# Possible MPhil/PhD Projects in Statistics

Suggested projects for postgraduate research in statistics.

## Areas of expertise

Statistical research in the School of Mathematics, Statistics and Physics can be grouped into the following research areas:

- Bayesian methodology for complex models
- big data, scalability and computation
- biostatistics and stochastic systems biology
- spatial and environmental statistics

If you're applying for a MPhil/PhD project in one of these areas, please provide the titles of up to three projects from the list below, in order of preference. Applicants are invited to apply online.

For further information, please contact the PG tutor/selector in applied mathematics: Dr Colin Gillespie

At the core of the Bayesian framework, there is the determination of suitable prior distributions for any unknown. Whether this is a parameter of a model, a model itself or some sort of structure, experimenters and decision makers are faced with the task of translating any available prior information into a suitable probability distribution. However, there are many circumstances where this is not achievable, for example, because the number of parameters in a model is too large, or simply because there is no sufficient prior information to be exploited. In these cases, the option is to revert to methods that allow to build prior distribution in absence of information, and these methods go under the name of Objective Bayes.

Regular objective methods to derive prior distributions have reached their natural ceiling, making them unsuitable for the fast growing complexity of Bayesian models. The project aims to develop on a recent novel methodology based on scoring rules to explore mathematical aspects and applications of objective prior distributions.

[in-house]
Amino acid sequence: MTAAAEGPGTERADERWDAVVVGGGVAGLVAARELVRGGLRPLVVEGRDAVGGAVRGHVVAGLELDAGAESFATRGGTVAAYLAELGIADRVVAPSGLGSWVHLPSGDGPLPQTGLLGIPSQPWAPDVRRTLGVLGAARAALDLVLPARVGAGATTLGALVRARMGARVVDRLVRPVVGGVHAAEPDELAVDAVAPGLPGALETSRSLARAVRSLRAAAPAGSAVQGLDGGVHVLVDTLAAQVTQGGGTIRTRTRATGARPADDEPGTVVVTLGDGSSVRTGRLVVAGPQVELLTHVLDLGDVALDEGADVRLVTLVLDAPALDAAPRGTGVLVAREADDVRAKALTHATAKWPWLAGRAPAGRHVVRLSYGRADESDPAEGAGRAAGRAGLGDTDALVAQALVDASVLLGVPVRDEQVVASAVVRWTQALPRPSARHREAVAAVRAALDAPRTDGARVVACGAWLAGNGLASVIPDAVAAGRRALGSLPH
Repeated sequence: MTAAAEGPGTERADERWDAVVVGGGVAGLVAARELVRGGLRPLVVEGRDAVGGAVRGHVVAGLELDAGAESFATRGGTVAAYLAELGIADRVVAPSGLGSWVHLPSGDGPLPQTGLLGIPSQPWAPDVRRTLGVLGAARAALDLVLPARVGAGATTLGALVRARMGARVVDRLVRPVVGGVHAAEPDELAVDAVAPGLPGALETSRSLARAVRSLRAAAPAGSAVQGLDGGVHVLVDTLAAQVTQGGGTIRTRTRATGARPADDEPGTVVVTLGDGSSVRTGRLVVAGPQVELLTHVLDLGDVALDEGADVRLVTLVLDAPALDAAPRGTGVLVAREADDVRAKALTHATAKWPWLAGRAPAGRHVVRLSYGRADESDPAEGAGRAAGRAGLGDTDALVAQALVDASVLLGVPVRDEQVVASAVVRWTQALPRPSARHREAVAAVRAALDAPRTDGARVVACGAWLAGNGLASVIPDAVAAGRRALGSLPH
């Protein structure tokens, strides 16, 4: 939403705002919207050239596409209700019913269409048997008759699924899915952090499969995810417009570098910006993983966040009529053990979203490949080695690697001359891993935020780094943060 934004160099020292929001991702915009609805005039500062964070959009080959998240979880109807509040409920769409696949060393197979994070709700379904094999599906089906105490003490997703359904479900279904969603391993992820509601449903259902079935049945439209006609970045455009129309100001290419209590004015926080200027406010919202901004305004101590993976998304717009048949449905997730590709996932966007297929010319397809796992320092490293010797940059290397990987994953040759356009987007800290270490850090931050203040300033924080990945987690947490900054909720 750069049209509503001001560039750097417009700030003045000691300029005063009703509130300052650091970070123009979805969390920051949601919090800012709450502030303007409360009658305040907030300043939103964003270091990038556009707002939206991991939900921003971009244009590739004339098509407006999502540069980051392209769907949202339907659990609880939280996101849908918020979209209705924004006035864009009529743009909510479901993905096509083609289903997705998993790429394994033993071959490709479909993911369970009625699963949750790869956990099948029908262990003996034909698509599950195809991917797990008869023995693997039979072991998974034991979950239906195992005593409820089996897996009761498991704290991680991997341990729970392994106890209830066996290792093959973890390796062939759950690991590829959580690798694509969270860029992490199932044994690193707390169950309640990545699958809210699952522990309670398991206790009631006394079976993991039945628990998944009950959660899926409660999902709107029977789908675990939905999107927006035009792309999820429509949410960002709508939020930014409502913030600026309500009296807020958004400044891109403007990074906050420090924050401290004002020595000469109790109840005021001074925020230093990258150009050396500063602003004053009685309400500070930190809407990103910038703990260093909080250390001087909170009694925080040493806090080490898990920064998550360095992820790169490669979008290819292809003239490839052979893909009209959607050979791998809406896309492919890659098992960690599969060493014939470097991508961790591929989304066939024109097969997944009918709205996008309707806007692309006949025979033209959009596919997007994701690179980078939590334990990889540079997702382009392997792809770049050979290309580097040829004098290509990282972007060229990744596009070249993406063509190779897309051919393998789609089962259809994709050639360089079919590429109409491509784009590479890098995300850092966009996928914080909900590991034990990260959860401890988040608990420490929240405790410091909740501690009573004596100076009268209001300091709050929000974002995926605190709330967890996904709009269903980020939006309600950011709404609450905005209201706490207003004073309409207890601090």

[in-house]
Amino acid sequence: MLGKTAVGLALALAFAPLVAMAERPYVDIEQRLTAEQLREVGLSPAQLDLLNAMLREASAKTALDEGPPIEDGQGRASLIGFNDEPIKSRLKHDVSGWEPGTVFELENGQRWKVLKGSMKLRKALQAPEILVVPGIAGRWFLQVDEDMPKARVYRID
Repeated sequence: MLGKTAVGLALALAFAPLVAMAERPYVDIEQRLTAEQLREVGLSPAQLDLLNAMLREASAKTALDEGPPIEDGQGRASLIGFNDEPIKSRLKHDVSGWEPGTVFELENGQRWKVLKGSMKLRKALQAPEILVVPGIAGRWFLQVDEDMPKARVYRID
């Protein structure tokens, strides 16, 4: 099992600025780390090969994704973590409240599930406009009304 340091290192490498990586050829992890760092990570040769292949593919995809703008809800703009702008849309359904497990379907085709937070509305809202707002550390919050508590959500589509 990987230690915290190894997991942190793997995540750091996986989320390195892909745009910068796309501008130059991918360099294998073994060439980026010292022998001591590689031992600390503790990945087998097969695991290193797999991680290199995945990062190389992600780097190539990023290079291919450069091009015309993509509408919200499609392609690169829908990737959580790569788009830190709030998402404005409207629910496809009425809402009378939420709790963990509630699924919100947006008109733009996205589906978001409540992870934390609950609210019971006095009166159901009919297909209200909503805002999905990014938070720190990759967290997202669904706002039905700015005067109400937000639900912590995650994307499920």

Supervisor: Dr Cristiano Villa

At the core of the Bayesian framework there is the determination of suitable prior distributions for any unknown. Whether this is a parameter of a model, a model itself or some sort of structure, experimenters and decision makers are faced with the task of translating any available prior information into a suitable probability distribution. However, there are many circumstances where this is not achievable, for example, because the number of parameters in a model is too large, or simply because there is no sufficient prior information to be exploited. In these cases, the option is to revert to methods that allow to build prior distribution in absence of information, and these methods go under the name of Objective Bayes.

We live in a world that is, by nature, non-linear. Although linearity is often assumed, this is in general a convenient, yet forced, simplification. Overall, the project looks into improving the implementation of a statistical tool suitable to represent non-linear

phenomenon: the Bayesian Additive Regression Tree (BART) model. In detail, the aim is to enhance the applicability of BART models through the delivery of two key outputs. First, we will develop a novel prior distribution for the structure of the trees in the BART. Second, we will develop a prior distribution to estimate the number of trees in the BART. This project aims to propose a novel loss-based approach to solve the above problems.

Supervisor: Dr Cristiano Villa

Probabilistic numerics casts numerical tasks, such the numerical solution of differential equations, as inference problems to be solved. In this project, a convergent sequence of approximations to the quantity of interest constitute a dataset from which the limiting quantity of interest can be extrapolated, in a probabilistic analogue of Richardson's deferred approach to the limit. This approach provides probabilistic uncertainty quantification whilst inheriting the features and performance of state-of-the-art numerical methods. This project aims to develop and extend such methods for challenging numerical tasks, such as solving nonlinear partial differential equations and eigenvalue problems.